“Where’s the mosquito net?” he asked.
“I, unh, took it down.”
“Took it down,” he repeated flatly.
“I trapped mosquitoes in with me and I couldn’t — there were so many, see, and it seemed I couldn’t kill them fast enough and—”
“Sit down and shut up,” Mr. Harris said in a dangerously low voice.
I so quickly sat on the mudcloth-covered bench that I barely had time to register that I had unthinkingly followed his order before Mr. Harris spoke again.
“You didn’t actually visit doc yesterday, did you?” he asked with quiet menace.
In that moment, I understood how it was possible that Mr. Harris had terrified eight Slayers and Sister Ig when he lost his temper. There was no trace of softness in his face or voice, nor was there any mercy in his eye. The dark shadow of fury had settled about him like a cloak. It occurred to me that right at this very moment Mr. Harris could easily cross the room and snap my neck without a twinge of guilt.
What’s more, I was almost afraid that he could manage to expertly kill me before I could so much as move to defend myself, even though I was faster and stronger than he ever could hope to be.
Yes, dear reader, when Mr. Harris’s temper breaks and he is furious beyond description, he really can be that terrifying. As Alexandrienne has told me more than once, when Mr. Harris transforms into ‘Alexander the Great’ the most you can do is ride the back of the tiger in hopes that it won’t decide to maul you in the process. You may be able to talk him down, but you best hope you have right on your side if you try because he will eviscerate you if you don’t.
This was my first taste of the experience and, sadly for me, I was clearly in the wrong. Just how in the wrong, I was about to learn.
“When I told you to visit doc yesterday, I wasn’t just making a funny,” Mr. Harris said in that same deeply angry voice. “There are a lot of little things in this corner of the world that have one goal and that goal is all about killing you. I’m not just talking about the biggies like HIV, or the famous ones like malaria, understand? There’s trichinosis, which can leave you blind. There’s yellow fever. There’s hepatitis, meningitis, sleeping sickness, Dengue fever, river blindness, plus many, many more, and all of them can be yours for absolutely free. That’s just the stuff that you can get from bugs, as in mosquitoes and flies. We won’t even get the level sick you can get if you eat the wrong thing, drink from the wrong well, or pour your bottled water in a glass of ice made from the local drinking supply, because that’s a whole new level of horror show.”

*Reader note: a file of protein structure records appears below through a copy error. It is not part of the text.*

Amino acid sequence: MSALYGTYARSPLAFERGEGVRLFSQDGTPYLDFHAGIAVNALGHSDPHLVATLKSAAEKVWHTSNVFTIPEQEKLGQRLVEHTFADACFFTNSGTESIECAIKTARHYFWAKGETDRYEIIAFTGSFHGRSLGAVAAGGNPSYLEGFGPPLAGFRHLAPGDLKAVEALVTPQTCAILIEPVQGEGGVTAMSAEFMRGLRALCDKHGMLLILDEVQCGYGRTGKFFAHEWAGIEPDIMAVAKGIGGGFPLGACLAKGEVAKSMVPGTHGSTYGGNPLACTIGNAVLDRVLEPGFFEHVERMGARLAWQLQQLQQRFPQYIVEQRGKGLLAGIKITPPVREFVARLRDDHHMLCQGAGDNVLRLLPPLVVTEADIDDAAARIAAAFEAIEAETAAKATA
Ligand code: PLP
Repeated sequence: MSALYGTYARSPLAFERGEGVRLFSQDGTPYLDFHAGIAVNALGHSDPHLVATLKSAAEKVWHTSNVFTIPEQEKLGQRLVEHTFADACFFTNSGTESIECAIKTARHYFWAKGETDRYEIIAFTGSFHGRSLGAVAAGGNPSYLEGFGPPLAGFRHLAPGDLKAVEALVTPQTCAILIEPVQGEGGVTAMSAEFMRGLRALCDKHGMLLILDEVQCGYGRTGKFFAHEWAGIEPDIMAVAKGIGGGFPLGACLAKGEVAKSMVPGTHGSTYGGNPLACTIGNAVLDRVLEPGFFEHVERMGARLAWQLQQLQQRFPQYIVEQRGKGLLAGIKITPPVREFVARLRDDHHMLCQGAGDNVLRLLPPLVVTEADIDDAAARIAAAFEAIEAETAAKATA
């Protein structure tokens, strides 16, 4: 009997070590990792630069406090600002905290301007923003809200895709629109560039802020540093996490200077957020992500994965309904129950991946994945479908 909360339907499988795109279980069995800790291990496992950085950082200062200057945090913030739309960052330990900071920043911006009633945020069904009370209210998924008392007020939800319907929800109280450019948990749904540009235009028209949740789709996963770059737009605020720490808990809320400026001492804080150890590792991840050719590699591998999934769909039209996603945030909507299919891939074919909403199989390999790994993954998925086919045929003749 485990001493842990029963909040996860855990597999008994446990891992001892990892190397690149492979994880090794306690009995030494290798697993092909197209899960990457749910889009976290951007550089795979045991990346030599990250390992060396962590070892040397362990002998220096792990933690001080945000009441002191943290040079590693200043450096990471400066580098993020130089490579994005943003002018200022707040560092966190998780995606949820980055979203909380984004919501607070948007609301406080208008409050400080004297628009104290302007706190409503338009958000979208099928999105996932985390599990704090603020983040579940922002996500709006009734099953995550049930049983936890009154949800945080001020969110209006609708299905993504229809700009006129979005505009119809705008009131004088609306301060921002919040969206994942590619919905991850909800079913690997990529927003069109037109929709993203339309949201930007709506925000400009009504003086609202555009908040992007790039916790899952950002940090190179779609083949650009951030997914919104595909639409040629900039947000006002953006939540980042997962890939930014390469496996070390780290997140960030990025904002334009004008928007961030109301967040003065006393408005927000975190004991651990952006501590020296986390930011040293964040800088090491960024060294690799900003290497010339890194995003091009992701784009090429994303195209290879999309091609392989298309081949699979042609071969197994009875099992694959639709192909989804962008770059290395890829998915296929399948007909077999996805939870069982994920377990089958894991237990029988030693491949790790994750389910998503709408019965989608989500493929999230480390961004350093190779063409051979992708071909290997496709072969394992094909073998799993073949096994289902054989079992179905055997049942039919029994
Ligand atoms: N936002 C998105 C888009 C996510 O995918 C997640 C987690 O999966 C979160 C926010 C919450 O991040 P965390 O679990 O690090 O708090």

He didn’t shout. He didn’t make any threatening moves. He just stood in the middle of my hut with his feet firmly planted on the ground. However, his fury swirled around the confined space like a living thing. It snarled and snapped in a way that made me feel trapped and exposed to danger. I didn’t dare leave, but I feared staying put.
“The level of bad is bad enough that even the biggest and best immune system is going to get kicked in the teeth,” Mr. Harris said in his low voice. “You’re my responsibility while you’re here and you’re my responsibility if you get sick or die. Step one in keeping you alive and healthy is getting the talk from doc. Even Slayers aren’t safe on the health front, so you better take me seriously when I tell you something that’ll keep you healthy.”
“Impossible,” I burst out.
Mr. Harris’s eye narrowed and his frown deepened, as if he were furious that I dared interrupt. “Excuse me?”
“Slayers don’t get ill from viruses or bacteria. Their hardy constitutions—”
Mr. Harris’s nasty grin forced me into silence.
“Miss Swithin, do I have to explain Buffy Summers to you?” His voice was quiet, dangerous. He was making it clear that I had just entered a minefield.
As it appeared he expected an answer, I cautiously assayed, “I know who she is.”
“Back in Sunnydale, she got sick. Very sick. As in, ‘need to be hospitalized’ sick,” Mr. Harris said quietly. “Know what put her out of commission?”
I shook my head.
“The flu,” he answered. “The common, everyday flu. Do you understand?”
He had to be making this up, I thought. I had never heard such a thing.
“I can see from your face that you’re not buying. Not surprised. Seems they forget to tell you a lot of little facts when they hand out the Council’s manual for how to be a know-it-all about things you don’t actually know about.” Mr. Harris seemed to be looming larger as he said his. “Since I’ve never actually read the manual, I can only just tell you what I’ve seen with my two eyes, well, one eye. And do you want to know what I know?”
“When a Slayer is overstressed, overtired, overworked, overwhelmed, and over-everything that would send the rest of us into a rubber room, they can get very sick,” Mr. Harris stressed with a hiss. “Slayers can get all kinds of infected under the right conditions — and we’re talking your average, everyday bugs, not just magic, demon poison, or anything supernatural. Slayers can stay infected and become carriers without showing any sign of ever getting sick. Now, granted, whatever they get usually doesn’t kill them. They usually recover very fast, faster than your average human. Sometimes it’s just a blip, like an attack of the runs, and it’s over.”